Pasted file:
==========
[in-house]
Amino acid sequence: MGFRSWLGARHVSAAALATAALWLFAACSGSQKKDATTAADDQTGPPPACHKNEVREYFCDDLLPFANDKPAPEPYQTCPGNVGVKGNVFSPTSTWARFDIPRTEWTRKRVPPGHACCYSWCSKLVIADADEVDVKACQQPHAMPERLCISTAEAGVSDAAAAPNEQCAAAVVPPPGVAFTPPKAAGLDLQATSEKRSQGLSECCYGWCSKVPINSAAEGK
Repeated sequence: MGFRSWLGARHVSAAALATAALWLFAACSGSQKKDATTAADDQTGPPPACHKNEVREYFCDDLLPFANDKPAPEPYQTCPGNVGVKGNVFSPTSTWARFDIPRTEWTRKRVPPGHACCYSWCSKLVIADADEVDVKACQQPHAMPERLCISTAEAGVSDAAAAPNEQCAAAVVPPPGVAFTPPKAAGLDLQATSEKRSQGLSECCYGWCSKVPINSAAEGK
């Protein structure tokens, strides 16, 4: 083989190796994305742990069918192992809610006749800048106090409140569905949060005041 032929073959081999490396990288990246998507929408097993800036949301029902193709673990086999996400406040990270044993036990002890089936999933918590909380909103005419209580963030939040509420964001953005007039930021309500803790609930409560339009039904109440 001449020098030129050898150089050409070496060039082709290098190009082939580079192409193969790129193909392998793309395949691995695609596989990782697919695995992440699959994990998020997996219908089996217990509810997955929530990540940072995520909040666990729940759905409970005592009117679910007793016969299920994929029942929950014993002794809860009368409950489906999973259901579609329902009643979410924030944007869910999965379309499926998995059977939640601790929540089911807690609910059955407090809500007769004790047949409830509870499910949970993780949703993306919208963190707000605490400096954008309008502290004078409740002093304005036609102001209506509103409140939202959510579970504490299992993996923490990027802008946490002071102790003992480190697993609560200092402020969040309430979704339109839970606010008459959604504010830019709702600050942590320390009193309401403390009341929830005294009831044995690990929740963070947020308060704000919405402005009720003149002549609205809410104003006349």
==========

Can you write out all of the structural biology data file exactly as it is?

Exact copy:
[in-house]
Amino acid sequence: MGFRSWLGARHVSAAALATAALWLFAACSGSQKKDATTAADDQTGPPPACHKNEVREYFCDDLLPFANDKPAPEPYQTCPGNVGVKGNVFSPTSTWARFDIPRTEWTRKRVPPGHACCYSWCSKLVIADADEVDVKACQQPHAMPERLCISTAEAGVSDAAAAPNEQCAAAVVPPPGVAFTPPKAAGLDLQATSEKRSQGLSECCYGWCSKVPINSAAEGK
Repeated sequence: MGFRSWLGARHVSAAALATAALWLFAACSGSQKKDATTAADDQTGPPPACHKNEVREYFCDDLLPFANDKPAPEPYQTCPGNVGVKGNVFSPTSTWARFDIPRTEWTRKRVPPGHACCYSWCSKLVIADADEVDVKACQQPHAMPERLCISTAEAGVSDAAAAPNEQCAAAVVPPPGVAFTPPKAAGLDLQATSEKRSQGLSECCYGWCSKVPINSAAEGK
């Protein structure tokens, strides 16, 4: 083989190796994305742990069918192992809610006749800048106090409140569905949060005041 032929073959081999490396990288990246998507929408097993800036949301029902193709673990086999996400406040990270044993036990002890089936999933918590909380909103005419209580963030939040509420964001953005007039930021309500803790609930409560339009039904109440 001449020098030129050898150089050409070496060039082709290098190009082939580079192409193969790129193909392998793309395949691995695609596989990782697919695995992440699959994990998020997996219908089996217990509810997955929530990540940072995520909040666990729940759905409970005592009117679910007793016969299920994929029942929950014993002794809860009368409950489906999973259901579609329902009643979410924030944007869910999965379309499926998995059977939640601790929540089911807690609910059955407090809500007769004790047949409830509870499910949970993780949703993306919208963190707000605490400096954008309008502290004078409740002093304005036609102001209506509103409140939202959510579970504490299992993996923490990027802008946490002071102790003992480190697993609560200092402020969040309430979704339109839970606010008459959604504010830019709702600050942590320390009193309401403390009341929830005294009831044995690990929740963070947020308060704000919405402005009720003149002549609205809410104003006349």